Post-plastic ban, Kudumbashree units see silver lining

Joel Paper Cover, a Kudumbashree unit based at Ayiroor, Pathanamthitta, has seen some fresh orders since the news of a ban on single-use plastic products trickled in. Barring a couple, the remaining are all current customers. The unit, though, is actively looking for new clientele for its paper bags, cake bags, biryani containers, and inner covers used for textiles. The ban has come as a glimmer of hope that it may boost income from mere average to good.

More than 750 Kudumbashree microenterprise units in the State are involved in making eco-friendly alternatives to plastic. The units have continued to function, albeit in a limited way, through COVID-19 and the challenges it posed. Now, their prospects seem brighter since single-use plastics have been banned to mitigate the pollution caused by them. The units have started to receive orders for their eco-friendly products, and have the capacity to meet an increase in demand, say Kudumbashree officials.

Palm-leaf products

It was at the fag end of 2019 that Sree Ayyappa Farm Products at Thottapuzhassery, near Maramon, opened for business. In early 2020, the State banned a host of plastic items, and the going seemed good for the unit that supplied palm-leaf products such as plates and biryani containers to caterers and restaurants. Little did it know that COVID-19 was around the corner. Only now, after the ban, is the unit hopeful that its customers will be forced to give up disposable or plastic tableware and turn to eco-friendly options.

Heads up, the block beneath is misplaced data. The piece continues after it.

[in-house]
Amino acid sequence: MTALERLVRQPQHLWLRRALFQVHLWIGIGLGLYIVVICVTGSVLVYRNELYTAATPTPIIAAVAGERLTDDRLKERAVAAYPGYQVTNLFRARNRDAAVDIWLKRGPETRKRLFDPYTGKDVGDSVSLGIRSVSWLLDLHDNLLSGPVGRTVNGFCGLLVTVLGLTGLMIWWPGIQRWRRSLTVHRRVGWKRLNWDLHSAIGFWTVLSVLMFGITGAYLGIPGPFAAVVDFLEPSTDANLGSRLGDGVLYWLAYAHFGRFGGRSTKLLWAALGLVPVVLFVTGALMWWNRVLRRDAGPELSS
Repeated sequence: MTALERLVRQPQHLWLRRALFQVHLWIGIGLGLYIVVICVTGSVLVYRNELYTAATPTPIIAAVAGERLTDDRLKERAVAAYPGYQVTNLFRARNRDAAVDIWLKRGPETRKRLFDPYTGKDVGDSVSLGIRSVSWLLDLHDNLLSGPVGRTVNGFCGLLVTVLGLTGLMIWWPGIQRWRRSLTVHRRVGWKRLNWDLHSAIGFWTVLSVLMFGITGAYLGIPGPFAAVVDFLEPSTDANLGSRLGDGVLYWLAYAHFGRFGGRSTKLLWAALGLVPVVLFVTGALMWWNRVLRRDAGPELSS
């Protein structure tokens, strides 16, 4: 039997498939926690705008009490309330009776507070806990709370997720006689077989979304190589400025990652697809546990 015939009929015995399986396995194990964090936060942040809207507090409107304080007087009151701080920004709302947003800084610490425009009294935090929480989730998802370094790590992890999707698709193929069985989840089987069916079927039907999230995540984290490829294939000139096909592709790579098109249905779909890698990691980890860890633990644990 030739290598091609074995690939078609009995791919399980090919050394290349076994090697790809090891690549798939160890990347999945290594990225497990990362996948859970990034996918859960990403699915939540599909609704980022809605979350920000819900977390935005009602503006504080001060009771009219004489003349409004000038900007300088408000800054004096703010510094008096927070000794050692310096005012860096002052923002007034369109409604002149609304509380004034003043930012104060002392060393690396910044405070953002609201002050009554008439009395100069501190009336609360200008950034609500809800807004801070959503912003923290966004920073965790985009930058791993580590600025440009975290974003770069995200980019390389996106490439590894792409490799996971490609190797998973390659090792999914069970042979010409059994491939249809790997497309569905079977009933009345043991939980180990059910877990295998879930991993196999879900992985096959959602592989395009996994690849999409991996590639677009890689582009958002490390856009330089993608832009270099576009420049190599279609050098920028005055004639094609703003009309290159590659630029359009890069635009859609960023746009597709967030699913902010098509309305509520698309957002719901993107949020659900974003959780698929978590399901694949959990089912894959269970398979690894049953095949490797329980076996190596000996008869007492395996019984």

The impact of the plastic ban in the State will be palpable within a year, says Rasiya Madassery, president of Rainbow Cloth Bags, a consortium under the Malappuram Kudumbashree district mission. Establishments, she says, have already started evincing interest in the consortium’s products after hearing of the ban. The consortium that has nearly 100 units under it makes paper and cloth bags, files, school bags, masks, sack-like cloth bags for waste disposal, and so on.


Though it is early days yet, the units are optimistic that demand will pick up once establishments exhaust their plastic stocks. The ban alone will not be enough unless accompanied by awareness creation and strict enforcement, including penalisation, says Manalil Mohanan, coordinator of Hariyali, a society in Vadakara municipality that has engaged 60 women in waste collection and also runs enterprises, one of which manufactures plastic alternatives such as school bags, laundry bags and shopping bags made of cloth.

Hariyali also has a ‘rent shop’ which rents out 2.5 lakh glasses and plates for functions as an alternative to paper cups and plates. Those who are willing to observe green protocol should be felicitated so as to encourage others to follow suit, Mr. Mohanan says.

Another concern

The units say there is little awareness among customers of their work or products. Instead, the alternatives to plastic are sourced from units in neighbouring States that offer these at very low rates. It is immensely difficult to compete with products from there unless people start using products made in the State and eventually these can be offered by the units at competitive rates, they say.

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Printable version | Aug 6, 2022 11:38:01 am |